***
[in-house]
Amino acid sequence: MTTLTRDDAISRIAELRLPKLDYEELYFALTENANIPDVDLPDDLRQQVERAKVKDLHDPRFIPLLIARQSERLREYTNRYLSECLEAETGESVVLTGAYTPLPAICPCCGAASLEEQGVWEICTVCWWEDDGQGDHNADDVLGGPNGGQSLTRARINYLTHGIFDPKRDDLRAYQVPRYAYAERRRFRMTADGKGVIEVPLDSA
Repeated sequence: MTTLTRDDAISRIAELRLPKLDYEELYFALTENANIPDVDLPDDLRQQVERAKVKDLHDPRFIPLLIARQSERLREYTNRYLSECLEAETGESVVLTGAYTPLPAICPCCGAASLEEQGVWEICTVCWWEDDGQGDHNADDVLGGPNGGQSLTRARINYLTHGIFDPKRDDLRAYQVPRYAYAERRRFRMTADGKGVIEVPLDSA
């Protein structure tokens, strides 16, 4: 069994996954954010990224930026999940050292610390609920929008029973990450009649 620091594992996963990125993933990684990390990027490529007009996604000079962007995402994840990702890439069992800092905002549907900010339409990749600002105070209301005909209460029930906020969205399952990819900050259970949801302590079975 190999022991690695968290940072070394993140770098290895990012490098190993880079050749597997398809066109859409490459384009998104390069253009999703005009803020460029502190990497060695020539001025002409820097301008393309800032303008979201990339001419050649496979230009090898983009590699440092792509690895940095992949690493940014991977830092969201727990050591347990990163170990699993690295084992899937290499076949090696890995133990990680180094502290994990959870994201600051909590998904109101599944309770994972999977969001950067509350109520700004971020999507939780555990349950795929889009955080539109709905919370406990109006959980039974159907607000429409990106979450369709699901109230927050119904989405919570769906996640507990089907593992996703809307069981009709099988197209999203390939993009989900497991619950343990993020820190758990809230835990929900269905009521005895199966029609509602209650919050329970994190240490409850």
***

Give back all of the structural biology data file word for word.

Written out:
[in-house]
Amino acid sequence: MTTLTRDDAISRIAELRLPKLDYEELYFALTENANIPDVDLPDDLRQQVERAKVKDLHDPRFIPLLIARQSERLREYTNRYLSECLEAETGESVVLTGAYTPLPAICPCCGAASLEEQGVWEICTVCWWEDDGQGDHNADDVLGGPNGGQSLTRARINYLTHGIFDPKRDDLRAYQVPRYAYAERRRFRMTADGKGVIEVPLDSA
Repeated sequence: MTTLTRDDAISRIAELRLPKLDYEELYFALTENANIPDVDLPDDLRQQVERAKVKDLHDPRFIPLLIARQSERLREYTNRYLSECLEAETGESVVLTGAYTPLPAICPCCGAASLEEQGVWEICTVCWWEDDGQGDHNADDVLGGPNGGQSLTRARINYLTHGIFDPKRDDLRAYQVPRYAYAERRRFRMTADGKGVIEVPLDSA
């Protein structure tokens, strides 16, 4: 069994996954954010990224930026999940050292610390609920929008029973990450009649 620091594992996963990125993933990684990390990027490529007009996604000079962007995402994840990702890439069992800092905002549907900010339409990749600002105070209301005909209460029930906020969205399952990819900050259970949801302590079975 190999022991690695968290940072070394993140770098290895990012490098190993880079050749597997398809066109859409490459384009998104390069253009999703005009803020460029502190990497060695020539001025002409820097301008393309800032303008979201990339001419050649496979230009090898983009590699440092792509690895940095992949690493940014991977830092969201727990050591347990990163170990699993690295084992899937290499076949090696890995133990990680180094502290994990959870994201600051909590998904109101599944309770994972999977969001950067509350109520700004971020999507939780555990349950795929889009955080539109709905919370406990109006959980039974159907607000429409990106979450369709699901109230927050119904989405919570769906996640507990089907593992996703809307069981009709099988197209999203390939993009989900497991619950343990993020820190758990809230835990929900269905009521005895199966029609509602209650919050329970994190240490409850």